But there are caveats, including a higher incidence of lympedema, causing a raising, or “pincushioning” of the skin.
Explore This IssueFebruary 2012
“Once you have the pincushion, it’s very hard to deal with at times,” he said. “It may linger for quite some time and can be very difficult to manage.” Also, the incisions cannot be placed to be as well-hidden as in the case with some rotation flaps and they’re sometimes called a “number 3” flap for the shape of the scar that’s left behind.
—William Shockley, MD
Dean Toriumi, MD, head of facial plastic and reconstructive surgery at the University of Illinois at Chicago, said the Reiger, or nasoglabellar, flap, works best for defects that sit at an angle over the lower third of the nose. It’s especially useful if the defect is oblong in shape, he said.
With this flap, the superior component of the flap is located over the glabella and runs down the side of the nose to the site of the defect. The flap is shifted down and to the side, into the defect near the bottom portion of the nose.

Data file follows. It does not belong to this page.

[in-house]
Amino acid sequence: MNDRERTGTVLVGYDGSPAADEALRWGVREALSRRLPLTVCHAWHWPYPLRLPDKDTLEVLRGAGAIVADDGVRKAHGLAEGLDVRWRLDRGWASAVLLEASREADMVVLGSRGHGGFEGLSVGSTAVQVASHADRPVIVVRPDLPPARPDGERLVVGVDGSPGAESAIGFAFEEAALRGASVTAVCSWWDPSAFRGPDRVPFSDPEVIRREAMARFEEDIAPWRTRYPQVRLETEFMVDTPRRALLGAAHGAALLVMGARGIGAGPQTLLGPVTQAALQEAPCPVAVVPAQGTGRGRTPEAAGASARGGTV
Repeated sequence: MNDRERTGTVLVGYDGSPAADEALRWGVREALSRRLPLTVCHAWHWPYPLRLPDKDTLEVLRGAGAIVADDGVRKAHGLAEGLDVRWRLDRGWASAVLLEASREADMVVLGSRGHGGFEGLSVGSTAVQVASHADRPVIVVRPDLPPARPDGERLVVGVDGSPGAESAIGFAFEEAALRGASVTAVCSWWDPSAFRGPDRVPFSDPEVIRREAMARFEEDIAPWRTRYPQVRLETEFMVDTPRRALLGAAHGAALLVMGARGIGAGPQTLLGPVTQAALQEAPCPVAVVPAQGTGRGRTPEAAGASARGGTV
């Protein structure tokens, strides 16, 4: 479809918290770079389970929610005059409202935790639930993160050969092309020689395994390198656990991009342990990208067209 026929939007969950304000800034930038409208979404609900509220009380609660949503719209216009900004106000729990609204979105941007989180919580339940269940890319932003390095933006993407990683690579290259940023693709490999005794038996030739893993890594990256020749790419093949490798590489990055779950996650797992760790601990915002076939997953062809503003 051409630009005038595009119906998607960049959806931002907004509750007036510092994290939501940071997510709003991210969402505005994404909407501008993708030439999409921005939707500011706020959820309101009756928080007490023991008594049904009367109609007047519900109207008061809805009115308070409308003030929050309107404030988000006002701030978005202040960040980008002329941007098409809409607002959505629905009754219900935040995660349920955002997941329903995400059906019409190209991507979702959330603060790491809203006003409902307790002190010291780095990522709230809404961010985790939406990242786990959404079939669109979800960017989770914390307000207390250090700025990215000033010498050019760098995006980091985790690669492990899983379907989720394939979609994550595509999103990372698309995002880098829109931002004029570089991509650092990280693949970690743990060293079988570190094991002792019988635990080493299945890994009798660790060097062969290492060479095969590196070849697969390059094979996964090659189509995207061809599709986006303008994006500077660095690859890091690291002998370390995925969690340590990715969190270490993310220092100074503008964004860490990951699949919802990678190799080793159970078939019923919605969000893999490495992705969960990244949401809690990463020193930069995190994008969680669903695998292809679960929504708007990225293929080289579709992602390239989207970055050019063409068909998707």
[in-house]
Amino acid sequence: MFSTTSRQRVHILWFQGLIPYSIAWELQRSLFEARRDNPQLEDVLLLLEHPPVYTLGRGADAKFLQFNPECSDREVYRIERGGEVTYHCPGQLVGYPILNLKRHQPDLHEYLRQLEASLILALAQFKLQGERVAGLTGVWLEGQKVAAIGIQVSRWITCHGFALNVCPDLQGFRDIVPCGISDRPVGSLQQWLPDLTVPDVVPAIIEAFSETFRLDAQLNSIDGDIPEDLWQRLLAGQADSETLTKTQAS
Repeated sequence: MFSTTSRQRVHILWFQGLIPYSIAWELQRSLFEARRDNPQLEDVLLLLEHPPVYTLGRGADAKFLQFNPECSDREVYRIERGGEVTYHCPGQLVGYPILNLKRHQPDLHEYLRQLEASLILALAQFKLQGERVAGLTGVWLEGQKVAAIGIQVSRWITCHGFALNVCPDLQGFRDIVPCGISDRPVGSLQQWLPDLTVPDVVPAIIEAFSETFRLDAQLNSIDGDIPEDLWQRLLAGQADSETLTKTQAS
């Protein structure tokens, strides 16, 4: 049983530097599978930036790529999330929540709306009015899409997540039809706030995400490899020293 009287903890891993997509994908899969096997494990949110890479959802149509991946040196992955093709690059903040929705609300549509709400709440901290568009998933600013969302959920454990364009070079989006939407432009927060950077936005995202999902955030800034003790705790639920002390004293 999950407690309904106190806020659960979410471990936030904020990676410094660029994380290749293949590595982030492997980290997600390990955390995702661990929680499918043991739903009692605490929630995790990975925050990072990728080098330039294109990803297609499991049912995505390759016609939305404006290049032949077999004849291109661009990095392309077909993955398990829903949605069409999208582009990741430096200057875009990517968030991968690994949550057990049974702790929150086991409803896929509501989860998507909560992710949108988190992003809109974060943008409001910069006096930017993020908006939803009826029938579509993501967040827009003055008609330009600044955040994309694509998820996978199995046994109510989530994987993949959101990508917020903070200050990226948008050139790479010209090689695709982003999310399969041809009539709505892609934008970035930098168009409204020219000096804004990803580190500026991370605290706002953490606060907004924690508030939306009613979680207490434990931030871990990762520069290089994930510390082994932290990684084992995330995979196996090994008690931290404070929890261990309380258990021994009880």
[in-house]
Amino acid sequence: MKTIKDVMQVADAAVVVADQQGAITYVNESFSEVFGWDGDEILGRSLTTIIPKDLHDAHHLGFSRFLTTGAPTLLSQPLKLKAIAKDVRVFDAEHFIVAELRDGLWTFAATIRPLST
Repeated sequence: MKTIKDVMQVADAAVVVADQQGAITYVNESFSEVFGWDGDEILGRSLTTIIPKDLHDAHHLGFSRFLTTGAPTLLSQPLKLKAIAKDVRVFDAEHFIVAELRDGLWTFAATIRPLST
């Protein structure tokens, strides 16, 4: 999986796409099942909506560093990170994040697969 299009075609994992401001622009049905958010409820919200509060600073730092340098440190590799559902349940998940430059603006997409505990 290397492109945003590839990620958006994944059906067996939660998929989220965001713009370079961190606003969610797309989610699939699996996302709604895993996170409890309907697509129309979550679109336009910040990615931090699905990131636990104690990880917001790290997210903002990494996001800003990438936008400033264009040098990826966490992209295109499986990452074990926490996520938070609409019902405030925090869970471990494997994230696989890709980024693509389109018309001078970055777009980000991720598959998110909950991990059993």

Transposition of the flap can create a “dog ear deformity” near the pivot point of the flap, and it may be wise to wait to excise that skin, depending on its location, particularly if it’s close to critical blood vessels, Dr. Toriumi said. That subsequent excision can be done in the office under local anesthesia a week or two later. This kind of flap also works best for patients with thinner skin, he said.
Paramedian Forehead Flap
For noses with several defects, the paramedian forehead flap is a good option, said Brian Wong, MD, director of facial plastic surgery at the University of California, Irvine. With this flap, forehead skin is rotated over the defects in the nose. A template is used to cut the exact shape of the flap that’s needed. This flap is also a good candidate for total nasal reconstruction and for reconstruction of the tip, Dr. Wong said.
He said the pedicle should be at least 1.2 cm wide. He also said he uses a Doppler to trace the blood vessel out before his procedures. “It allows you to bring a lot of tissue a very long distance,” he said.